Recently I’ve been working with a child who was having some troubles with eating her lunch at school. Right before lunch time she would feel hungry, then upon arriving at the canteen she would lose her appetite. She said she felt the canteen was dirty and uncomfortable and she just didn’t want to eat when she got there (although she would often find that she could eat her yoghurt, just not her sandwiches!)

I was writing about this case in the NLP4Kids newsletter this week and mentioned the power of independence. I suggested to this child, who was also a generally fussy eater, that she could begin helping to cook the dinner. I explained (and you might find it a little surprising that I explained to her the methodology of what I was doing instead of just trying to “coax” her into the idea- but I like to be honest with my clients, even the children) that sometimes when children help with cooking the dinner, it makes them get a bit more curious about food. They end up eating and trying more foods because they feel like they’ve had some part in creating it. She seemed pretty open to this idea and we started to do a couple of dislike to like processes to help her feel more encouraged to eat some foods she had previously been avoiding.

Half way through one of the processes, she suddenly stopped me and and said in a most excited tone “I’ve just had a really good idea! I could make my own lunch for school too. I can have other things for lunch, like pasta instead of sandwiches….”

I also once worked with a young chap who had very bad eczema. As part of his treatment he had to apply a cream in the evening and refrain from scratching at the eczema as much as possible. He came to see me because his parents were worried about his attitude which was quite negative and that his self esteem was very low. After working with him for a while, he told me that his mum had made him some mittens that he had to wear in the evenings to stop him from scratching his skin. Because of this, she would have to apply his cream for him. I thought this was a little odd. I’ve heard of scratch mits for babies but this guy way 15 years old.

In having him wear the mittens and with mum applying his cream for him, he was in a very powerless position. It was difficult for him to take responsibility for improving himself emotionally, because he wasn’t even taking control (or being offered the opportunity) to take care of his own body. By using the mittens, he was avoiding the consequences of what would happen if he infected his skin by scratching. By having his mum apply the cream, she was dealing with his problem skin. He wasn’t.

It’s difficult to step back sometimes and watch children learn to do things for themselves. They mess it up! We can (as experienced adults) do it far better than they can (we think.)

Recently I helped out at a kids camp. At snack time we got the children to cut up their own apples. I had 2 children to oversee. One of them had clearly never used a knife before. It was a round ended knife but sharp enough to cut an apple. I was cold sweating as I watched him chop up this apple. I advised him the best I could, told him to slow down and spoke in a calm voice. Guess what….He cut his finger. Not much. It was still attached to his hand. But seriously it was a cut about 4 mm long and not terribly deep, though there was a lot of blood and he did keep squeezing that blood out of the tiny cut. The blood went all over the apple. It was a bit of a nightmare.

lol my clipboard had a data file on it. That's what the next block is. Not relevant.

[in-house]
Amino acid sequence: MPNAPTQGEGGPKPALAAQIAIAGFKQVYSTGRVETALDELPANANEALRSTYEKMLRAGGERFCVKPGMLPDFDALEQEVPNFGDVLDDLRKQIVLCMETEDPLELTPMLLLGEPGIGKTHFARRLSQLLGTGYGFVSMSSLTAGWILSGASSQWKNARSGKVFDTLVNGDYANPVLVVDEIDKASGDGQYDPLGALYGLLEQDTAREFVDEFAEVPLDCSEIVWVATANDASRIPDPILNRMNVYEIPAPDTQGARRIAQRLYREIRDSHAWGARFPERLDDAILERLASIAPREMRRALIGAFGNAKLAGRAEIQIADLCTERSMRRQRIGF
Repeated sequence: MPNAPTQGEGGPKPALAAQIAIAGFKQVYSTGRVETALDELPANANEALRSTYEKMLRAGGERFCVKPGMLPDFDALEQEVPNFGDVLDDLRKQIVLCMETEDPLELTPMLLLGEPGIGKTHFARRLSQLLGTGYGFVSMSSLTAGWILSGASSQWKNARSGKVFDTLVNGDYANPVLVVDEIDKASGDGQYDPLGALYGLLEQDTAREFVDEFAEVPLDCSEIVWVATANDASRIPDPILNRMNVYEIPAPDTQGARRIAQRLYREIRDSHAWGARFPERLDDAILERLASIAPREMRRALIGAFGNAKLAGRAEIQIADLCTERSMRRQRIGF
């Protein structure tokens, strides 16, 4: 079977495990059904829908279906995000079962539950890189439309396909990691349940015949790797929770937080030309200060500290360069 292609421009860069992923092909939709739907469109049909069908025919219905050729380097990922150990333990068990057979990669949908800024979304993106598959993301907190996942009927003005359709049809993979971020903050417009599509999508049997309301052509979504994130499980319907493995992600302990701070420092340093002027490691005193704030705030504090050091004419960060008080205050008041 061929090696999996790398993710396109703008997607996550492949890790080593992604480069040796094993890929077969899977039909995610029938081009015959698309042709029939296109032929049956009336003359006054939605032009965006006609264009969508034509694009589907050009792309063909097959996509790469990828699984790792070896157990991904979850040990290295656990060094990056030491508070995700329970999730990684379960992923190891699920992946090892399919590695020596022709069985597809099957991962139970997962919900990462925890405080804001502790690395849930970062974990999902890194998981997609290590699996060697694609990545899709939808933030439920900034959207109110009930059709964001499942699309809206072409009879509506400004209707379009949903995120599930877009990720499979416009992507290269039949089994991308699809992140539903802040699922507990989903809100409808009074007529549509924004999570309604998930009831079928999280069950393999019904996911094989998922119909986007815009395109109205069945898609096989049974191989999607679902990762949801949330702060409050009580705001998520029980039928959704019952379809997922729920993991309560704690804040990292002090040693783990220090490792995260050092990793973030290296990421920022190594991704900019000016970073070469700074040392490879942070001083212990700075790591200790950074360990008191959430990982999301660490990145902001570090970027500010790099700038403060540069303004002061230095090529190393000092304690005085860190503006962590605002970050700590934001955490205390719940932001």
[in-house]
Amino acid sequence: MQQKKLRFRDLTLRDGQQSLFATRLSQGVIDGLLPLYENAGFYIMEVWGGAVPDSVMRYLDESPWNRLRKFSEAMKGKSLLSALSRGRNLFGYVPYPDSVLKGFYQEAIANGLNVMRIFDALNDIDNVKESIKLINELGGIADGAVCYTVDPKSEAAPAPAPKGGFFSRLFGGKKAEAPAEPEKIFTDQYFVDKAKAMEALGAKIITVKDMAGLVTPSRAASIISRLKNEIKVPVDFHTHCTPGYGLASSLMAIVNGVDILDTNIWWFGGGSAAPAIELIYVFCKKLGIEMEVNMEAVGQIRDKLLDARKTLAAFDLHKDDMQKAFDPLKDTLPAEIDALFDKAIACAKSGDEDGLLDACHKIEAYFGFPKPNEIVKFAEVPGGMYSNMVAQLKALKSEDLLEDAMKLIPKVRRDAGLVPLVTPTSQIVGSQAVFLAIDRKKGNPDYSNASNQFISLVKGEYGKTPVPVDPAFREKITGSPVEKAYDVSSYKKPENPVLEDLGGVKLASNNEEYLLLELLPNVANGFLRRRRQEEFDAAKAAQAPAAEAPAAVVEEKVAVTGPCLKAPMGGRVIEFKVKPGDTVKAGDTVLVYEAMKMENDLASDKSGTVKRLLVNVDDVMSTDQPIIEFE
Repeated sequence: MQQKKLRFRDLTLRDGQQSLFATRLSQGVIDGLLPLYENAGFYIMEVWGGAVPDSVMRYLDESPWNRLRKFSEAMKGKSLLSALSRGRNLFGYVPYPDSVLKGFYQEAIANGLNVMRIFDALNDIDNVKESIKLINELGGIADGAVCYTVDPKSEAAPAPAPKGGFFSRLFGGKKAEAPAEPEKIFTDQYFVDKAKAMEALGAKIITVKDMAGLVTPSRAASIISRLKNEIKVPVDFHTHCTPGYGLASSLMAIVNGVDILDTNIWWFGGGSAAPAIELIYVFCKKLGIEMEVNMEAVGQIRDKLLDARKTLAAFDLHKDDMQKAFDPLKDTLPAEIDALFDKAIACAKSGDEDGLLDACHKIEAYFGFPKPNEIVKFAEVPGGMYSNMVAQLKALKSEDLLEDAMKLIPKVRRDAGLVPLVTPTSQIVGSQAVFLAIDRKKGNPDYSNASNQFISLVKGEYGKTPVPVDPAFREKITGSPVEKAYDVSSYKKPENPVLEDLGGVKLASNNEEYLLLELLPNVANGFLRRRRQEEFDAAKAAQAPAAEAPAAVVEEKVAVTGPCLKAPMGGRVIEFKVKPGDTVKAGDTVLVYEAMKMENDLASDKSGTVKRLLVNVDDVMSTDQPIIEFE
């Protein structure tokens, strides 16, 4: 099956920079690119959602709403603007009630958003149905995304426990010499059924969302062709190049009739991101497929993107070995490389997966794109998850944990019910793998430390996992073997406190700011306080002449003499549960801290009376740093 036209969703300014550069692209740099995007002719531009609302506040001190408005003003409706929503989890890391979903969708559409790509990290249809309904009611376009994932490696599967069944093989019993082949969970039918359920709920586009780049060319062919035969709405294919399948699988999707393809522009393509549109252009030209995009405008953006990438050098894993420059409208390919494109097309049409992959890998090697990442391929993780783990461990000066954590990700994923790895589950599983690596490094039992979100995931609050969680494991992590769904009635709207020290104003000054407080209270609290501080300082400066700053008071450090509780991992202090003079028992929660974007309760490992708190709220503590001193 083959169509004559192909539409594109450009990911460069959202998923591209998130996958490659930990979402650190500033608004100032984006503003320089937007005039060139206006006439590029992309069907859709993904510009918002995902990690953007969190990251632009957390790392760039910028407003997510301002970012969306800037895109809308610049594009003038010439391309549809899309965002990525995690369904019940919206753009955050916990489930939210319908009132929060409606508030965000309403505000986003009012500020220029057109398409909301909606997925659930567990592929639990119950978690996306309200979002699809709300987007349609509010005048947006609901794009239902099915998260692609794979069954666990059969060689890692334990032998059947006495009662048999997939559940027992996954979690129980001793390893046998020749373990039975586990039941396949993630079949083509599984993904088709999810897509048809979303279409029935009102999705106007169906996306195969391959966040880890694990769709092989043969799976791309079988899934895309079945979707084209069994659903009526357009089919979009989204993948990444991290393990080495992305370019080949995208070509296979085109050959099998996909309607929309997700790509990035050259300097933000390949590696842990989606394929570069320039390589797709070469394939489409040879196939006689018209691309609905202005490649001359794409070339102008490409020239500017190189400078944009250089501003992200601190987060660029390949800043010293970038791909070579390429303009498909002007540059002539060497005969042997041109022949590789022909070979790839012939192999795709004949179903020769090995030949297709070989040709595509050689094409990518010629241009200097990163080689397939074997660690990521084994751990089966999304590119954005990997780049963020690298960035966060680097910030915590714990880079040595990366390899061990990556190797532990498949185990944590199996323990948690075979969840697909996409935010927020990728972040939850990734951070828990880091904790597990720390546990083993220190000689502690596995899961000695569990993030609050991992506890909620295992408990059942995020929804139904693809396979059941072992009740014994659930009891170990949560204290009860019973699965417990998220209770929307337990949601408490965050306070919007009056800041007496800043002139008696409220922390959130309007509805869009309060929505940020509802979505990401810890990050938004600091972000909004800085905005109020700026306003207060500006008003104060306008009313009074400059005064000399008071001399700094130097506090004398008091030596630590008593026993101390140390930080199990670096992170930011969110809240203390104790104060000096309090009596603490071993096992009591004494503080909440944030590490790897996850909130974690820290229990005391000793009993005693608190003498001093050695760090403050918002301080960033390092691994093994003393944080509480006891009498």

Next time I get him to cut apples, he will be more careful.

Sometimes we think we are helping others and protecting them by doing things for them, organising for them, thinking for them. Sometimes we do this when their behaviour is appalling. We just can’t help helping them. I had a boyfriend once who was always getting into trouble and I was always bailing him out. I lent him a lot of money, I helped him with his disciplinary when he got into trouble at work and when he was caught drink driving, I picked him up from the police station, took him home and paid for his car to get released from the pound. At the time, I just couldn’t help helping. I couldn’t stop myself because I could see the pain it would cause him if I didn’t save him.

The problem was, I was preventing him from learning and growing. I was preventing him from being independent and taking charge, I was neglecting him of an opportunity to man up and take responsibility.

There was even a point when I realised this, but I still kept doing it!

Now of course it is always the individuals responsibility to change or improve or learn, but this can be a difficult thing to do if someone close by is an “enabler.” This means that they enable the old behaviour to continue by giving too much support, assistance, money- whatever it may be.

Perhaps there is someone close to you, who you wish so much would change, improve, grow up, take responsibility whatever it may be. Now consider how what you are doing is holding them back.

It doesn’t feel good to sit back and watch a child cut their finger with a knife, but he was very proud of that cut and put in a special request to chop apples with me the next day. (I said no- I wasn’t sure my heart could take it.) But the point is, he didn’t want me to chop the apples for him. he wanted to do it himself.